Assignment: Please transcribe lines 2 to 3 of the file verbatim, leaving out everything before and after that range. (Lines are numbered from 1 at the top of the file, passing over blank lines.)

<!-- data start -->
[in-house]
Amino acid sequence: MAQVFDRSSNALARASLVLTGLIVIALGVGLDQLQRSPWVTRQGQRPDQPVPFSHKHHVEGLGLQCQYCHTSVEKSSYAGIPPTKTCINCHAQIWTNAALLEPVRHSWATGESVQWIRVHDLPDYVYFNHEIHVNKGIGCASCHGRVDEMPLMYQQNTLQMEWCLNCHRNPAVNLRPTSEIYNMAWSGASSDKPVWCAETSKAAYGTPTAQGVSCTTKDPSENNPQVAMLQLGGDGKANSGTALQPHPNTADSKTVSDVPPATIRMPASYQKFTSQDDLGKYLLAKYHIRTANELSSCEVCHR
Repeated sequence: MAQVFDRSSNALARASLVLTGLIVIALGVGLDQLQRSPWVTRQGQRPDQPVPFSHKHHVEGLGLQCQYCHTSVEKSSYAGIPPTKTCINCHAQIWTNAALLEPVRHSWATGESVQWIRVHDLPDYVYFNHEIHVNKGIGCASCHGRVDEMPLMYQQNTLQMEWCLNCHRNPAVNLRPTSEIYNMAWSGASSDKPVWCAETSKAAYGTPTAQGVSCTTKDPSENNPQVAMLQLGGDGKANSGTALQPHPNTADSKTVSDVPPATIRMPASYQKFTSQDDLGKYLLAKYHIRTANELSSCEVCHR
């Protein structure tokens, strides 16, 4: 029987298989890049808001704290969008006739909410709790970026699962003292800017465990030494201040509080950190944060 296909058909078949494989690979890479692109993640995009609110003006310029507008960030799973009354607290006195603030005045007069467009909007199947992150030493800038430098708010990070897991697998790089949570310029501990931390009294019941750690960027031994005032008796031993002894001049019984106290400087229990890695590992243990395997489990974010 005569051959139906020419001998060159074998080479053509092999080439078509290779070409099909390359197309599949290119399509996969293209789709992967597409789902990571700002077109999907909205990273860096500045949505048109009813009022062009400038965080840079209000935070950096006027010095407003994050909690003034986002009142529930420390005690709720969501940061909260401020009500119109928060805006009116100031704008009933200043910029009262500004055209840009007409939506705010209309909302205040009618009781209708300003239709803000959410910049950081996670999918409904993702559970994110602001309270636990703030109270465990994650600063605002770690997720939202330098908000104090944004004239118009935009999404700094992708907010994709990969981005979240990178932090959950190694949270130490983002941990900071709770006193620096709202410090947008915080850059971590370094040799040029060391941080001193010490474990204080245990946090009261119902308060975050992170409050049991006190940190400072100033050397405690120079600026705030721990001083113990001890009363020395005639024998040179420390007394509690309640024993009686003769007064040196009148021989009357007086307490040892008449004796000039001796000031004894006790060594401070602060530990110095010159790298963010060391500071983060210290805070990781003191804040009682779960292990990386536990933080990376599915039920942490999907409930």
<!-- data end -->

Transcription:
Amino acid sequence: MAQVFDRSSNALARASLVLTGLIVIALGVGLDQLQRSPWVTRQGQRPDQPVPFSHKHHVEGLGLQCQYCHTSVEKSSYAGIPPTKTCINCHAQIWTNAALLEPVRHSWATGESVQWIRVHDLPDYVYFNHEIHVNKGIGCASCHGRVDEMPLMYQQNTLQMEWCLNCHRNPAVNLRPTSEIYNMAWSGASSDKPVWCAETSKAAYGTPTAQGVSCTTKDPSENNPQVAMLQLGGDGKANSGTALQPHPNTADSKTVSDVPPATIRMPASYQKFTSQDDLGKYLLAKYHIRTANELSSCEVCHR
Repeated sequence: MAQVFDRSSNALARASLVLTGLIVIALGVGLDQLQRSPWVTRQGQRPDQPVPFSHKHHVEGLGLQCQYCHTSVEKSSYAGIPPTKTCINCHAQIWTNAALLEPVRHSWATGESVQWIRVHDLPDYVYFNHEIHVNKGIGCASCHGRVDEMPLMYQQNTLQMEWCLNCHRNPAVNLRPTSEIYNMAWSGASSDKPVWCAETSKAAYGTPTAQGVSCTTKDPSENNPQVAMLQLGGDGKANSGTALQPHPNTADSKTVSDVPPATIRMPASYQKFTSQDDLGKYLLAKYHIRTANELSSCEVCHR